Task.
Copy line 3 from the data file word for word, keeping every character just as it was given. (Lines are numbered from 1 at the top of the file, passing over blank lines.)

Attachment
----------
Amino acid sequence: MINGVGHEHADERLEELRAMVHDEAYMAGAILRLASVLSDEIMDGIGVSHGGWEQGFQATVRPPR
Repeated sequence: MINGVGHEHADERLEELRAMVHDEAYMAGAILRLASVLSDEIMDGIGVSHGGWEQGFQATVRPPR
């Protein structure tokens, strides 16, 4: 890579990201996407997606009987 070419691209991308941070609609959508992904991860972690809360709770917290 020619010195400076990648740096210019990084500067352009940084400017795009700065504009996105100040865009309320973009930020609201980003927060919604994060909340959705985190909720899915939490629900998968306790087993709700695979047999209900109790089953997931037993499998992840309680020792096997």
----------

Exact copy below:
């Protein structure tokens, strides 16, 4: 890579990201996407997606009987 070419691209991308941070609609959508992904991860972690809360709770917290 020619010195400076990648740096210019990084500067352009940084400017795009700065504009996105100040865009309320973009930020609201980003927060919604994060909340959705985190909720899915939490629900998968306790087993709700695979047999209900109790089953997931037993499998992840309680020792096997």